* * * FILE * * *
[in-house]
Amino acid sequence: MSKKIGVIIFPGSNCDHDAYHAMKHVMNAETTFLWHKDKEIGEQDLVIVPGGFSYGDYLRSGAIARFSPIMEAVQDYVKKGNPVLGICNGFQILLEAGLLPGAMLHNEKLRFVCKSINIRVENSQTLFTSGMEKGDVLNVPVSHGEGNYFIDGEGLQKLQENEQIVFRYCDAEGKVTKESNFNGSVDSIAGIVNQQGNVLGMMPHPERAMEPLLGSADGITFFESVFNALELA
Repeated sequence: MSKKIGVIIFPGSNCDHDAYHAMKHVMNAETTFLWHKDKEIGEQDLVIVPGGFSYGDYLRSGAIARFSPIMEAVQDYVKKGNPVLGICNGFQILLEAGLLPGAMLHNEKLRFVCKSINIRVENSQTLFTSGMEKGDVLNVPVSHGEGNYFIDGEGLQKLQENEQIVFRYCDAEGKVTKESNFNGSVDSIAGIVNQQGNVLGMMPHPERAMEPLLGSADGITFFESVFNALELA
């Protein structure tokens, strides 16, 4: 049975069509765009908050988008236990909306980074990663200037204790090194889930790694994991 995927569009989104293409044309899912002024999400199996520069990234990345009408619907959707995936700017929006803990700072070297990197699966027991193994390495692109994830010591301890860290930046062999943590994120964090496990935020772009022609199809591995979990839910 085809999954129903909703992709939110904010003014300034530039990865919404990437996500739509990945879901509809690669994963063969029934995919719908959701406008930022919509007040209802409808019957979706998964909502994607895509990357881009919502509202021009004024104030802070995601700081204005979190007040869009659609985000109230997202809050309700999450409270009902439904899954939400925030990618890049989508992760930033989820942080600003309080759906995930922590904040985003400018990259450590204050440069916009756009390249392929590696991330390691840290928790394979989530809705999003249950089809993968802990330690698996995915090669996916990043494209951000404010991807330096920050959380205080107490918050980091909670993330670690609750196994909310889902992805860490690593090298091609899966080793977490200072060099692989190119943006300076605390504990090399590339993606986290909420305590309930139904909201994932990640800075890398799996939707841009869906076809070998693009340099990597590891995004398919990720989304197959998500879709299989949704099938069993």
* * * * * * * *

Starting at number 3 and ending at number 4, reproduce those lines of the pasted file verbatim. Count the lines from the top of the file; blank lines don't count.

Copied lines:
Repeated sequence: MSKKIGVIIFPGSNCDHDAYHAMKHVMNAETTFLWHKDKEIGEQDLVIVPGGFSYGDYLRSGAIARFSPIMEAVQDYVKKGNPVLGICNGFQILLEAGLLPGAMLHNEKLRFVCKSINIRVENSQTLFTSGMEKGDVLNVPVSHGEGNYFIDGEGLQKLQENEQIVFRYCDAEGKVTKESNFNGSVDSIAGIVNQQGNVLGMMPHPERAMEPLLGSADGITFFESVFNALELA
């Protein structure tokens, strides 16, 4: 049975069509765009908050988008236990909306980074990663200037204790090194889930790694994991 995927569009989104293409044309899912002024999400199996520069990234990345009408619907959707995936700017929006803990700072070297990197699966027991193994390495692109994830010591301890860290930046062999943590994120964090496990935020772009022609199809591995979990839910 085809999954129903909703992709939110904010003014300034530039990865919404990437996500739509990945879901509809690669994963063969029934995919719908959701406008930022919509007040209802409808019957979706998964909502994607895509990357881009919502509202021009004024104030802070995601700081204005979190007040869009659609985000109230997202809050309700999450409270009902439904899954939400925030990618890049989508992760930033989820942080600003309080759906995930922590904040985003400018990259450590204050440069916009756009390249392929590696991330390691840290928790394979989530809705999003249950089809993968802990330690698996995915090669996916990043494209951000404010991807330096920050959380205080107490918050980091909670993330670690609750196994909310889902992805860490690593090298091609899966080793977490200072060099692989190119943006300076605390504990090399590339993606986290909420305590309930139904909201994932990640800075890398799996939707841009869906076809070998693009340099990597590891995004398919990720989304197959998500879709299989949704099938069993």